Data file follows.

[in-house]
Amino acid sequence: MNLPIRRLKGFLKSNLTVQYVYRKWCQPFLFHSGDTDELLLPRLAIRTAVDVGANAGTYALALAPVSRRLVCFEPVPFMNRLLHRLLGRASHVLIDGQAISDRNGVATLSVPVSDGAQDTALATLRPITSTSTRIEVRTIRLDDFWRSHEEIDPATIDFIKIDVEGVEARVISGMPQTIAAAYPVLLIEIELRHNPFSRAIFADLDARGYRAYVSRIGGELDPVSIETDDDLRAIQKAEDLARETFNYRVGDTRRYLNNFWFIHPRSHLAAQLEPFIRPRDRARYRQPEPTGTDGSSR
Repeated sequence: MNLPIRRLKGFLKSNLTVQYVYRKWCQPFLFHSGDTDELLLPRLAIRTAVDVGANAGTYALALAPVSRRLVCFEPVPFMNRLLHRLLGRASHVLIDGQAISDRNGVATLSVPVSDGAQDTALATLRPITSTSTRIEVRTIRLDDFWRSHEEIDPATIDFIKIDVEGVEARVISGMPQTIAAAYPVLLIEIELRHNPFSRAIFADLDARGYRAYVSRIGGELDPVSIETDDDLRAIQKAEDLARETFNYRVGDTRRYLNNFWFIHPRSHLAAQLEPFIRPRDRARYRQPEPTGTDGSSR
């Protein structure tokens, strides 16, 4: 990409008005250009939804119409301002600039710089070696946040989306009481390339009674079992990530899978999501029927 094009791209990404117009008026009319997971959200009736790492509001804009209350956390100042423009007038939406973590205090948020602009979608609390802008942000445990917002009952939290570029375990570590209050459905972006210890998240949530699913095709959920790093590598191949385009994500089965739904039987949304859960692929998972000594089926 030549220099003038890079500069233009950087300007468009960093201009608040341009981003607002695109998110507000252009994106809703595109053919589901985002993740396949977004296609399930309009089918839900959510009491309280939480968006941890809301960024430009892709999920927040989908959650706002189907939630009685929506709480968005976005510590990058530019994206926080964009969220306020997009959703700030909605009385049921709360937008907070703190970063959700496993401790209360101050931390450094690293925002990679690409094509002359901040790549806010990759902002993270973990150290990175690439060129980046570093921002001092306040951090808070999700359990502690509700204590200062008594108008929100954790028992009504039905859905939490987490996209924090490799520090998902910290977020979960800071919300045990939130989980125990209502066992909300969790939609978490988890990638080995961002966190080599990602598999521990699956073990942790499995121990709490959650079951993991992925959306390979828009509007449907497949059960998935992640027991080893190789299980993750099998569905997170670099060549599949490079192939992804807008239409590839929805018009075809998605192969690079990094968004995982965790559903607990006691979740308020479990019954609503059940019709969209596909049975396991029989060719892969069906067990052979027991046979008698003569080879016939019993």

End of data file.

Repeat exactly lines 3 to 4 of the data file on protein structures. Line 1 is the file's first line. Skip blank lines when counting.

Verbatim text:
Repeated sequence: MNLPIRRLKGFLKSNLTVQYVYRKWCQPFLFHSGDTDELLLPRLAIRTAVDVGANAGTYALALAPVSRRLVCFEPVPFMNRLLHRLLGRASHVLIDGQAISDRNGVATLSVPVSDGAQDTALATLRPITSTSTRIEVRTIRLDDFWRSHEEIDPATIDFIKIDVEGVEARVISGMPQTIAAAYPVLLIEIELRHNPFSRAIFADLDARGYRAYVSRIGGELDPVSIETDDDLRAIQKAEDLARETFNYRVGDTRRYLNNFWFIHPRSHLAAQLEPFIRPRDRARYRQPEPTGTDGSSR
């Protein structure tokens, strides 16, 4: 990409008005250009939804119409301002600039710089070696946040989306009481390339009674079992990530899978999501029927 094009791209990404117009008026009319997971959200009736790492509001804009209350956390100042423009007038939406973590205090948020602009979608609390802008942000445990917002009952939290570029375990570590209050459905972006210890998240949530699913095709959920790093590598191949385009994500089965739904039987949304859960692929998972000594089926 030549220099003038890079500069233009950087300007468009960093201009608040341009981003607002695109998110507000252009994106809703595109053919589901985002993740396949977004296609399930309009089918839900959510009491309280939480968006941890809301960024430009892709999920927040989908959650706002189907939630009685929506709480968005976005510590990058530019994206926080964009969220306020997009959703700030909605009385049921709360937008907070703190970063959700496993401790209360101050931390450094690293925002990679690409094509002359901040790549806010990759902002993270973990150290990175690439060129980046570093921002001092306040951090808070999700359990502690509700204590200062008594108008929100954790028992009504039905859905939490987490996209924090490799520090998902910290977020979960800071919300045990939130989980125990209502066992909300969790939609978490988890990638080995961002966190080599990602598999521990699956073990942790499995121990709490959650079951993991992925959306390979828009509007449907497949059960998935992640027991080893190789299980993750099998569905997170670099060549599949490079192939992804807008239409590839929805018009075809998605192969690079990094968004995982965790559903607990006691979740308020479990019954609503059940019709969209596909049975396991029989060719892969069906067990052979027991046979008698003569080879016939019993």